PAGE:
Tuesday, September 8, 2009

jQuery CSS

The user interfaces of web applications these days are filled to the brim with rich user interactions that were confined only to desktop applications no long ago. This high level of user interactivity is made possible by javascript toolkits such as jQuery. The features seen in nice web application user interfaces are possible using javascript without a toolkit, but this is a bad programming practice. In this case all the developer is doing is simply re-inventing the wheel.

These javascript toolkits allow for easy manipulation of the DOM tree. This means that elements of the page can be added, removed, or manipulated in controlled ways based on the user input. Without this ability, the user generally needs to wait for a response from the server which really takes away from the responsiveness of the GUI.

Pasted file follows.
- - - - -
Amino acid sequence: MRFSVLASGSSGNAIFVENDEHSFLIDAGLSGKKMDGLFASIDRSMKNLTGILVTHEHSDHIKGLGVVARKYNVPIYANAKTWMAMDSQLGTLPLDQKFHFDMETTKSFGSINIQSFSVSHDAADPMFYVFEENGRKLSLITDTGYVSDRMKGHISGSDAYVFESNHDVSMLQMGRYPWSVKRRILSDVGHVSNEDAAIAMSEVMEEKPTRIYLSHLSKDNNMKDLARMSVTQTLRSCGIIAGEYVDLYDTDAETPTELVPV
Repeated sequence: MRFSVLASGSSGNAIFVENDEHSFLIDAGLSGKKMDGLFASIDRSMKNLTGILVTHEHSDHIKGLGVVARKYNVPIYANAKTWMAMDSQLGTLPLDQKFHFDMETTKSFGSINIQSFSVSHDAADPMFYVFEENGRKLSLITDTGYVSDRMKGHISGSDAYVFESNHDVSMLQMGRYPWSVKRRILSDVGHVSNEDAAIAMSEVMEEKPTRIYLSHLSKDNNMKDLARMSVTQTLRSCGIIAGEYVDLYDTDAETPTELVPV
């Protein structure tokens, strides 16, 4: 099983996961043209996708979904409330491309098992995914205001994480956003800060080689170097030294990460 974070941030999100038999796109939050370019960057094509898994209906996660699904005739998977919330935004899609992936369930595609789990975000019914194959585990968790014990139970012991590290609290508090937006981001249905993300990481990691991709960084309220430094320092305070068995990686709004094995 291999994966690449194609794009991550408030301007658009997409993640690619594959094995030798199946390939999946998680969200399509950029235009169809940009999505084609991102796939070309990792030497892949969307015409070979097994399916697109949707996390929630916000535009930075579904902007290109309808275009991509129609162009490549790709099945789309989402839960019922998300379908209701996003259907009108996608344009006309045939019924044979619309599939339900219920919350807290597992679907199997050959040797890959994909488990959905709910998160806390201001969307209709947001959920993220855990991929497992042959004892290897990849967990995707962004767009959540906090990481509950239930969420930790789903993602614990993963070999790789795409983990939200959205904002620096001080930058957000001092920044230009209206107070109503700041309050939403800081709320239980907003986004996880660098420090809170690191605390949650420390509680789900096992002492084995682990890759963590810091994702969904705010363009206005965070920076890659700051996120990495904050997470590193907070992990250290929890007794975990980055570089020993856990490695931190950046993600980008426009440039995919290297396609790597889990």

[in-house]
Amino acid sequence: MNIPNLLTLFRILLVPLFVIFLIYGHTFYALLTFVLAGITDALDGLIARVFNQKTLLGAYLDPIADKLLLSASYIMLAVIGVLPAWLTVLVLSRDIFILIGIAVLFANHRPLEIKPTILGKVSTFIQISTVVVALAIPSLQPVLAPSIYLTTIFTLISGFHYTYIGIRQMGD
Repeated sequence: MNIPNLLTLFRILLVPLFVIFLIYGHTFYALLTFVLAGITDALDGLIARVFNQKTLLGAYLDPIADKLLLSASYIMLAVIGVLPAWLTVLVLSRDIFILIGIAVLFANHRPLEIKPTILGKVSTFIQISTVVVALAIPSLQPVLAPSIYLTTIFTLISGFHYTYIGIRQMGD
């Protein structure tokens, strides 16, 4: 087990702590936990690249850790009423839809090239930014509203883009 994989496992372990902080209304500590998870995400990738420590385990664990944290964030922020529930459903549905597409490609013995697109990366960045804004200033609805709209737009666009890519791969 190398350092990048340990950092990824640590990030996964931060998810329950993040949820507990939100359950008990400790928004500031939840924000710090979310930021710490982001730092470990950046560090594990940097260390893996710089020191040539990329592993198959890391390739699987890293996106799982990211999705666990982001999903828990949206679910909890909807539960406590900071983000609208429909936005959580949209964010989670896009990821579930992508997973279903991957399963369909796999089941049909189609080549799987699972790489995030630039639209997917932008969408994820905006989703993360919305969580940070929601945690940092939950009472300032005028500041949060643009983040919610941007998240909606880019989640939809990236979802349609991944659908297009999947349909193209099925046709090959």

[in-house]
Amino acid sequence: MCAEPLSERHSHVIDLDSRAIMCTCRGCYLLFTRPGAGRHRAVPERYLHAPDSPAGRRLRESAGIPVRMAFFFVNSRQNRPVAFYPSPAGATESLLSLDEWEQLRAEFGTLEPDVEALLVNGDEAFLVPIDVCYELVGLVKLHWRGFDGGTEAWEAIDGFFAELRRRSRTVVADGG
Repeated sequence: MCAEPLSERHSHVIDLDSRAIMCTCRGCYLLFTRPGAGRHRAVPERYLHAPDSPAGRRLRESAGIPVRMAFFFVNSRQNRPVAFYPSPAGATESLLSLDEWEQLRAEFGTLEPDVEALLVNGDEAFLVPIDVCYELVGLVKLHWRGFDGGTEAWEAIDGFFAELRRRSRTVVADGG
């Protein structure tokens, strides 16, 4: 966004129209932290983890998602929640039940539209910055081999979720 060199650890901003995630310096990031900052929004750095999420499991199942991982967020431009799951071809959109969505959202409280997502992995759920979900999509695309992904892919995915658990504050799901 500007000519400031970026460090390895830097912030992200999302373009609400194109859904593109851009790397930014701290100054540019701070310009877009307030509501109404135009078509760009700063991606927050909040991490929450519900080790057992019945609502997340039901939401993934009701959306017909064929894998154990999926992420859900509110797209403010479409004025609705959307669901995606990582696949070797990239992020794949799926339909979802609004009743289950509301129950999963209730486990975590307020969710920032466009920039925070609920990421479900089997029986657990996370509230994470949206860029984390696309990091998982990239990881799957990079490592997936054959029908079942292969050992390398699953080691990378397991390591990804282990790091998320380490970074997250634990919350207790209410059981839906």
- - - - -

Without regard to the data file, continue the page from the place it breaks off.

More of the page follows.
Aside from adding and removing page elements in response to user actions, page elements can change form in response to user actions. jQuery has the ability to add in-line styles to page elements. This is a useful feature for altering the appearance of page elements. Again, this is bad programming practice. If using the in-line CSS style attribute in the HTML markup is bad practice, this is synonymous. It is generally a good idea to keep the styles of various elements in the CSS definitions rather than add them using the jQuery functionality. Rather than add a style attribute, add a CSS class with jQuery. This is a much cleaner approach and makes the life of both the CSS designer and the javascript developer easier.

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